United States District Court for the District of New Jersey Finds Franchisee’s Felony Conviction is Not a Valid Basis for Immediate Termination of a Franchise Agreement Under the New Jersey Franchise Practices Act When the Crime is Not “Directly Related to the Business Conducted Pursuant to the Franchise”

All franchisors and distributors should be aware of a June 27, 2012, decision in which the United States District Court for the District of New Jersey reaffirmed the New Jersey Franchise Practices Act’s (“FPA”) strong policy of protecting the rights of franchisees and limiting a franchisor’s ability to terminate a franchise agreement without first providing 60 days written notice — even in the face of a franchisee’s felony conviction — so long as that conviction is not “directly related to the business conducted pursuant to the Franchise.”

In International House of Pancakes, LLC, et al. v. Parsippany Pancake House Inc., Civil Action No. 12-03307 (WJM) (MF), the District Court denied International House of Pancakes’ (“IHOP”) request for a preliminary injunction enforcing IHOP’s termination of Defendant Parsippany Pancake House, Inc.’s (“Pancake House”) franchise and prohibiting Pancake House from continued use of IHOP’s logos and other marks. IHOP terminated the franchise, effective immediately, after learning that Pancake House’s president and majority owner pleaded guilty to the crime of endangering the welfare of a minor, and admitted during his plea hearing to having engaged in sexual conduct with a minor, a felony.

IHOP ended Pancake House’s franchise based upon language in the franchise agreement providing for immediate termination if the franchisee is convicted a felony. Pancake House countered that the provisions of the FPA trumped the franchise agreement and that the FPA required 60 days written notice as a prerequisite for effective termination because the crime did not relate directly to the franchisee’s business. The relevant section of the statute provides that:

It [is] a violation of this act for any franchisor… to terminate… a franchise without having first given written notice setting forth all the reasons for such termination… to the franchisee at least 60 days in advance of such termination…, except… where the alleged grounds are the conviction of the franchisee in a court of competent jurisdiction of an indictable offense directly related to the business conducted pursuant to the franchise in which event the aforementioned termination… may be effective immediately upon the delivery and receipt of written notice of same at any time following the aforementioned conviction. It shall be a violation of this act for a franchisor to terminate… a franchise without good cause.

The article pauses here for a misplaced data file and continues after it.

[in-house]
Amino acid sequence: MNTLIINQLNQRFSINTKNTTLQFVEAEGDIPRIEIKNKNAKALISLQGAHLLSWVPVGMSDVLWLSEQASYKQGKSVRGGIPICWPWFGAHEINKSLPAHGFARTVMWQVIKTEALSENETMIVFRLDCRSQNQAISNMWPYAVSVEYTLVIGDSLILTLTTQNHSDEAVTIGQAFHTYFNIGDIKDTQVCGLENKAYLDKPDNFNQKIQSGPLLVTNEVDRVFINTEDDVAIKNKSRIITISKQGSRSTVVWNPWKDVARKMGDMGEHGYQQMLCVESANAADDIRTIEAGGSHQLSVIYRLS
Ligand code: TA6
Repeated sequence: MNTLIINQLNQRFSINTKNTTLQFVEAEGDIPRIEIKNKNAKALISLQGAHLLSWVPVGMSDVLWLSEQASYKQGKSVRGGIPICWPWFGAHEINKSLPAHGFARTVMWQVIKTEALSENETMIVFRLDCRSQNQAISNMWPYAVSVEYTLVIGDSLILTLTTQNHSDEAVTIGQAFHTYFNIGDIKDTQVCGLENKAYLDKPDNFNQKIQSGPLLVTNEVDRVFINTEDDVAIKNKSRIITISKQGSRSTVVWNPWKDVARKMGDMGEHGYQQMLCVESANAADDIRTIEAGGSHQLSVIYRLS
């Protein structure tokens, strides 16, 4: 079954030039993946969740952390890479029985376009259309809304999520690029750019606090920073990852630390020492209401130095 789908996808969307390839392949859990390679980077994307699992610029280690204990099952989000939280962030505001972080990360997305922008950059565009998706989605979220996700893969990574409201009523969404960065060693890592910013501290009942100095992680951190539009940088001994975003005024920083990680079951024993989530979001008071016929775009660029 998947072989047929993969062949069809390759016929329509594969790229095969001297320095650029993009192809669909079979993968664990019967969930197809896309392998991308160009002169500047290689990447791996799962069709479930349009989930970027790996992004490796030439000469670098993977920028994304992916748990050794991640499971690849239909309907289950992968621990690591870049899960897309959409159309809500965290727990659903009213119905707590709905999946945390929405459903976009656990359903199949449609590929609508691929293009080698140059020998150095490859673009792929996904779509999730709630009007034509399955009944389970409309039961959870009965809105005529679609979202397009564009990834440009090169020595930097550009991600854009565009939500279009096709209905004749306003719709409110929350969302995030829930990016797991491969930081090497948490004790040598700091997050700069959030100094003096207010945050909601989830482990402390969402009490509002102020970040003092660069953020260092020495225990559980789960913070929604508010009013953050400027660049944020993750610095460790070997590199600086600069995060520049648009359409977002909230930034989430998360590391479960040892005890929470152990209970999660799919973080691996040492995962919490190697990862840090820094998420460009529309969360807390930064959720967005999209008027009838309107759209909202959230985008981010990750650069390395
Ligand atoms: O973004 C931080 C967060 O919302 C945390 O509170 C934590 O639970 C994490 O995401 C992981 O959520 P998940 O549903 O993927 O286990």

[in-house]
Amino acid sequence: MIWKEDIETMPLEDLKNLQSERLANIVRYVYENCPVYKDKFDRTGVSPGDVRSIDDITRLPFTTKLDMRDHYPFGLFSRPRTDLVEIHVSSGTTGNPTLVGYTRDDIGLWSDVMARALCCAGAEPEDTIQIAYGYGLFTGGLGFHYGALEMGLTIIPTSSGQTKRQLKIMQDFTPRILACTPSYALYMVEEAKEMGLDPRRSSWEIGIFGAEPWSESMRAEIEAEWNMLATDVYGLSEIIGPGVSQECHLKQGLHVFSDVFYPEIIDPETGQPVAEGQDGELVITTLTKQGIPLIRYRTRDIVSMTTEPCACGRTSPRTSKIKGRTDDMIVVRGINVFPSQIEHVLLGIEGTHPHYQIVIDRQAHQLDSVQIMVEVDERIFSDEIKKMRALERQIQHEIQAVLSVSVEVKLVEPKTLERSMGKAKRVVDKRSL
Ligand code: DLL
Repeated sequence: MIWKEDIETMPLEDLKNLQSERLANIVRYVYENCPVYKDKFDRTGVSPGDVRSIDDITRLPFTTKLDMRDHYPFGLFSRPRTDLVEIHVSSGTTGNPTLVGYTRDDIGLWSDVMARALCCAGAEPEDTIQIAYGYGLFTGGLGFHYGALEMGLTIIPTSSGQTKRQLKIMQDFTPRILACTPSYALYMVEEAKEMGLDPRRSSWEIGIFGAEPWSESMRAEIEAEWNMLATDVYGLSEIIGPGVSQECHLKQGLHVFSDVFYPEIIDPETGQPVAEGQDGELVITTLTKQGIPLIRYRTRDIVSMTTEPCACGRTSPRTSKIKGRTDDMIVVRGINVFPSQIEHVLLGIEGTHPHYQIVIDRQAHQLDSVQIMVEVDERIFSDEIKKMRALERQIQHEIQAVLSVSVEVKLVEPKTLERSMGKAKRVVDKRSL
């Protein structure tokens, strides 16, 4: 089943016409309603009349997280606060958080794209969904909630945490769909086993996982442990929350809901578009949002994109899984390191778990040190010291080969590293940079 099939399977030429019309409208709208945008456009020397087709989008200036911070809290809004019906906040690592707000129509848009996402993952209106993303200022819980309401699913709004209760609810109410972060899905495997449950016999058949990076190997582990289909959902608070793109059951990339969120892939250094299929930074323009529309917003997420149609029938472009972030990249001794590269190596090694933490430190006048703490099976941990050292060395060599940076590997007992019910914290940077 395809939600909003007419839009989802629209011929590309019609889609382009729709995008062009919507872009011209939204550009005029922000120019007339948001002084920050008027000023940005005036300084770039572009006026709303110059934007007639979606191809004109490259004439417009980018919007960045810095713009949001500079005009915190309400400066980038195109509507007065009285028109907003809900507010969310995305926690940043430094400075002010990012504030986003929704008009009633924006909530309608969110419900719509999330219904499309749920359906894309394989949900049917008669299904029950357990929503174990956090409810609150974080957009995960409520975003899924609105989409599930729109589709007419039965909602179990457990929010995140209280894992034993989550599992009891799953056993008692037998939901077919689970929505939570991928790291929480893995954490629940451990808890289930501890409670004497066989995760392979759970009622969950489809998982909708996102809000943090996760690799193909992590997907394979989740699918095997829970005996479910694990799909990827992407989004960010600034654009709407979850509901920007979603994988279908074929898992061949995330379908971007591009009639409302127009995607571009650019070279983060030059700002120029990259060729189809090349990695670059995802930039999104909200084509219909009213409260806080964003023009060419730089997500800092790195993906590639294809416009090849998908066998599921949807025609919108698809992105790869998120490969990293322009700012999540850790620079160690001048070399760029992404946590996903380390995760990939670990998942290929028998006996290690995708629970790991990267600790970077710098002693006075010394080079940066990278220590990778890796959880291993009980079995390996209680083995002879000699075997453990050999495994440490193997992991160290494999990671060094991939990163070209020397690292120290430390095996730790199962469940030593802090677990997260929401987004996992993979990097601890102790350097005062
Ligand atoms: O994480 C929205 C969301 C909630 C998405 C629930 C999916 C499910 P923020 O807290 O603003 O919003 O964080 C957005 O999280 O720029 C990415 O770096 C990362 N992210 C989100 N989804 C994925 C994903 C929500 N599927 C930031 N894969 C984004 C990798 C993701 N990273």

N.J.S.A. § 56:10-5 (emphasis added).

The District Court, while recognizing that a franchisee’s criminal conviction may constitute “good cause” for termination under the FPA, held that unless the conviction at issue is directly related to the franchise’s business, it would be insufficient to support an immediate termination of the franchise relationship and, at best, would only allow a franchisor to terminate after providing 60 days written notice. The Court reasoned that it was “unwilling to accept that potential damage to a franchisor’s brand, standing alone, is sufficient to satisfy the ‘directly related’ standard of the FPA.” In reaching this conclusion, the Court noted a lack of evidence suggesting that the crime occurred at the franchise location, caused any adverse publicity or loss of profits, or had any other direct connection to Pancake House’s business. The Court reached this conclusion despite the Franchise Agreement’s specific language that authorized the immediate termination in the event that the franchisee was convicted of a felony.

Franchisors and distributors faced with the issue of terminating a New Jersey franchisee should remain mindful that, even if a termination appears to be appropriate under the terms of the relevant contract, the more stringent protections of the FPA govern, opening franchisors to potential liability for wrongful termination.

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